What could be better than a trip to the movies? A trip to a good movie, I suppose. Well, beggars can’t be choosers.
A few days ago, my daughter and I went out for what has become a routine treat: a night flick at the drive-in. We arrived too late for the main feature, but the “B” movie was Invisible Invaders, a putatively science fiction film. I’m sad to report that this was easily the worst of the films I have had the pleasure to report upon since I started writing this column.
The eponymous invisible invaders are rapacious imperialists. Having conquered the moon and its former inhabitants(!) some 20,000 years ago, they have now turned their sights on Earth. Before destroying us outright, they give humanity an ultimatum to surrender within 24 hours. This is easily the best part of the movie. You see, the aliens, being invisible (not just the creatures, but their spaceships as well), can’t actually impress us with their presence; therefore, they must inhabit bodies to communicate. This is revealed when the newly deceased Dr. Carl Noymann visits the moral Dr. Adam Penner, who has recently quit his job as a weapons scientist on principle. Dr. Noymann/invisible alien delivers his threat and lurchingly departs.
Of course, no one believes Dr. Penner, except for his daughter, Phyllis, and her would-be paramour, the wimpy John Lamont. 24 hours later, the aliens start blasting the Earth (after one last warning, broadcast via radio), beginning an impressive string of disaster stock footage, one appearing to go back to the 1871 Chicago Fire!
In desperation, the remaining scientists of the world are ordered into underground bunkers to come up with a way to defeat the aliens. Enter Major Bruce Jay, a pile of beef assigned as military escort. He quickly wins his way into Phyllis’ heart (my daughter made gagging noises at this), especially when he cold-bloodedly shoots a nervous farmer just because the farmer asked for a ride. But the farmer gets his revenge by quickly becoming a member of the aliens’ walking dead brigade.
In the underground bunker, Major Jay hatches a plan to spray acrylic plastic over one of the corpses to capture it. He ventures out in a beekeeping suit (to ward off radiation–the corpses are radioactive, natch), and secures one of the zombies after a struggle. Fortunately, the folks inside the bunker get to watch the whole thing on television as there are remote cameras that capture the entire scene. You know, the kind of cameras that dramatically edit together events for the remote viewers.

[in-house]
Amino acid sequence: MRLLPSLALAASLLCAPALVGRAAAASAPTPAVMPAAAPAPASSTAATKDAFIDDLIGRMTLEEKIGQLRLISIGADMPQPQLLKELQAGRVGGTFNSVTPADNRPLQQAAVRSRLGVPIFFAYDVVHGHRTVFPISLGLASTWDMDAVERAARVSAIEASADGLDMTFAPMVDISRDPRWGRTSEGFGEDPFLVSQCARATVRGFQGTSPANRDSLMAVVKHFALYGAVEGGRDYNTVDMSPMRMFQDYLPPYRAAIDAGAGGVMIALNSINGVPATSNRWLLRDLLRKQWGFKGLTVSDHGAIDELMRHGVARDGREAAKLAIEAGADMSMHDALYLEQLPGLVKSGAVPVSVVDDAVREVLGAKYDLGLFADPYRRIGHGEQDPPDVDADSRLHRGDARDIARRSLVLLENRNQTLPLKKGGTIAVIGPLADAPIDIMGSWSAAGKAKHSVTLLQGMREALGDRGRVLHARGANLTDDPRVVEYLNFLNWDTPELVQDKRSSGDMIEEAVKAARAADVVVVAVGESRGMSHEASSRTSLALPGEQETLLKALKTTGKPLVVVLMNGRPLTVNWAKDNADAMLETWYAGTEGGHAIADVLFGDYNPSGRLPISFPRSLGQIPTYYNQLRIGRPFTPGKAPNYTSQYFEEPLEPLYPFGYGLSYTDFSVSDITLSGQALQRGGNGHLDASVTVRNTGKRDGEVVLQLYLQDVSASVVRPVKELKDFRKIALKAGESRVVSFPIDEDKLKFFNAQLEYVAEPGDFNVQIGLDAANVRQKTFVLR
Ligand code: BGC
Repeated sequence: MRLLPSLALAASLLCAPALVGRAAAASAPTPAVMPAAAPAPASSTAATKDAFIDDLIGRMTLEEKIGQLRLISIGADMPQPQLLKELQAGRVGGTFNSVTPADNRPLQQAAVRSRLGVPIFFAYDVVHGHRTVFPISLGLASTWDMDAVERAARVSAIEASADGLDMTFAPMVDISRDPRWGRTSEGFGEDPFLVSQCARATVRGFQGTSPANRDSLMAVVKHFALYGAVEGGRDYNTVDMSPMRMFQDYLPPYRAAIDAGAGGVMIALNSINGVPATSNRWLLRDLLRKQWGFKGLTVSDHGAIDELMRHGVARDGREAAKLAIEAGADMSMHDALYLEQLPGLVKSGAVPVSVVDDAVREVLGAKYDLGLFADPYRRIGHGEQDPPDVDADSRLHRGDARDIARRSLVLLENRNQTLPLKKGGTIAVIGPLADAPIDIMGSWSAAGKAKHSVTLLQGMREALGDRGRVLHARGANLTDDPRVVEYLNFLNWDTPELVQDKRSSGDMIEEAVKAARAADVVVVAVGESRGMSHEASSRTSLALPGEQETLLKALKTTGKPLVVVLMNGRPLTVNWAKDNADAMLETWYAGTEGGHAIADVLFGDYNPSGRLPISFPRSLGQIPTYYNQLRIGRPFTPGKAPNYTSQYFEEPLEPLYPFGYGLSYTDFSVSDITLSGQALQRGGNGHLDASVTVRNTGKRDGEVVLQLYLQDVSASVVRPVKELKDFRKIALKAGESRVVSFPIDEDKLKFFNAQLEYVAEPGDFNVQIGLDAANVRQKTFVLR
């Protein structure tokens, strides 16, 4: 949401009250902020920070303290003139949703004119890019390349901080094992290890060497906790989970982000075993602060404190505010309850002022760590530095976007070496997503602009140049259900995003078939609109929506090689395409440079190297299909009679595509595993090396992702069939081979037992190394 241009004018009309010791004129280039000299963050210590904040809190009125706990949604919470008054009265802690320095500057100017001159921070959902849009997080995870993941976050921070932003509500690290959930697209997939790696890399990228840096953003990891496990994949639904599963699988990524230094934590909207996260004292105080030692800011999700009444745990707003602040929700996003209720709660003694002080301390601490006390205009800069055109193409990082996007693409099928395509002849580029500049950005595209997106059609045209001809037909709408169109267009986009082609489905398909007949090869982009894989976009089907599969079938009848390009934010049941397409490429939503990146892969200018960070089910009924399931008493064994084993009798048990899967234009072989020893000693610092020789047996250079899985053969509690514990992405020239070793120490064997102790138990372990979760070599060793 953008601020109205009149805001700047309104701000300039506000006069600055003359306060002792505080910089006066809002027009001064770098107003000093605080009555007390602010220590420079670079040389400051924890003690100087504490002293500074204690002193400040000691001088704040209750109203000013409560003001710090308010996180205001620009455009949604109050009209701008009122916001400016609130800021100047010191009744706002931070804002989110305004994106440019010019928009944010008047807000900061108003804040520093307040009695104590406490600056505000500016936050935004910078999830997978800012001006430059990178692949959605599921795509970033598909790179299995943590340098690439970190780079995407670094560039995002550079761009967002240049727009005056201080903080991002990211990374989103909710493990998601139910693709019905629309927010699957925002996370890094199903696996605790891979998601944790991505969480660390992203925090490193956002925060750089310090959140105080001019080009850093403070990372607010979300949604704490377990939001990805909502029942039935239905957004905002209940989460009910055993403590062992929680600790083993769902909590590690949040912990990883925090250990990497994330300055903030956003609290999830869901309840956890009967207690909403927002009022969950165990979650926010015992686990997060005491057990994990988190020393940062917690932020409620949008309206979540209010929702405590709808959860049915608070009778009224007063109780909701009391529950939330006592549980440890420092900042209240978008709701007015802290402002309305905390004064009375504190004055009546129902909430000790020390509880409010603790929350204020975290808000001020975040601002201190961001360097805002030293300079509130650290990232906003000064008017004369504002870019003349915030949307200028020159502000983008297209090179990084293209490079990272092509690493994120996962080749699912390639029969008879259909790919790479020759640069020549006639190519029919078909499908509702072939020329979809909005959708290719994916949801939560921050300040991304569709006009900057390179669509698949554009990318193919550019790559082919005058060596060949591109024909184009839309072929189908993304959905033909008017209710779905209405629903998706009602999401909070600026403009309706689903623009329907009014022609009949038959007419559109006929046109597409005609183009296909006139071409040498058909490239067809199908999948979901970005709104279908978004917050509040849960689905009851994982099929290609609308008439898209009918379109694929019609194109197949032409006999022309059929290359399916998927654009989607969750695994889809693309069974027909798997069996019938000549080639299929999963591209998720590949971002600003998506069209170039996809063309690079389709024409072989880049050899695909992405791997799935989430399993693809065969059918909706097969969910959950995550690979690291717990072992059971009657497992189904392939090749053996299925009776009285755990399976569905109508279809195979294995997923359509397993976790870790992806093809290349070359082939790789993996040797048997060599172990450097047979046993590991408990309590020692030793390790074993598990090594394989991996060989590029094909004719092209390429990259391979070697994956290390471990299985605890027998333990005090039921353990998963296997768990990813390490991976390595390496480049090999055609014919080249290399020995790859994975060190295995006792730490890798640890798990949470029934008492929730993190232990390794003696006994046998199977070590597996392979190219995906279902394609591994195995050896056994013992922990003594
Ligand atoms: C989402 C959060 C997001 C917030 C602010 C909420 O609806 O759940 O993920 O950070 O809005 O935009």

It is quickly determined that certain annoying sounds cause the aliens to give up the ghost, quite literally. Armed with a sound cannon, our heroes drive off into the swarm and defeat them. Victory for humanity!
All of this is linked with an intrusive and redundant narration, the kind that is inserted when it is realized in post-production that not enough film was shot to make a coherent movie.
The closing message of the movie is the idea, driven home by our friend, the narrator, that an alien invasion is sufficient common threat to unite the squabbling countries of Earth, though for how long is an open question. I remember my father telling me long ago that, were he ever elected President, his first action would be to hoax an attack from outer space so as to end war on Earth. Clever fellow, dear ol’ dad.
So that’s that. Really just an excuse for a bunch of middle-aged fellows to stagger about menacingly. It’s a cheap special effect, so I imagine movie-makers will come up with more opportunities to present such spectacles with titles like Day of the Living Dead! or The Dead Walk! Can’t wait.
Next week, my little girl and I will be heading back to the movies; until then, I’ve got plenty of fiction on which to report. And it’s a damnsight higher in quality than Invisible Invaders!
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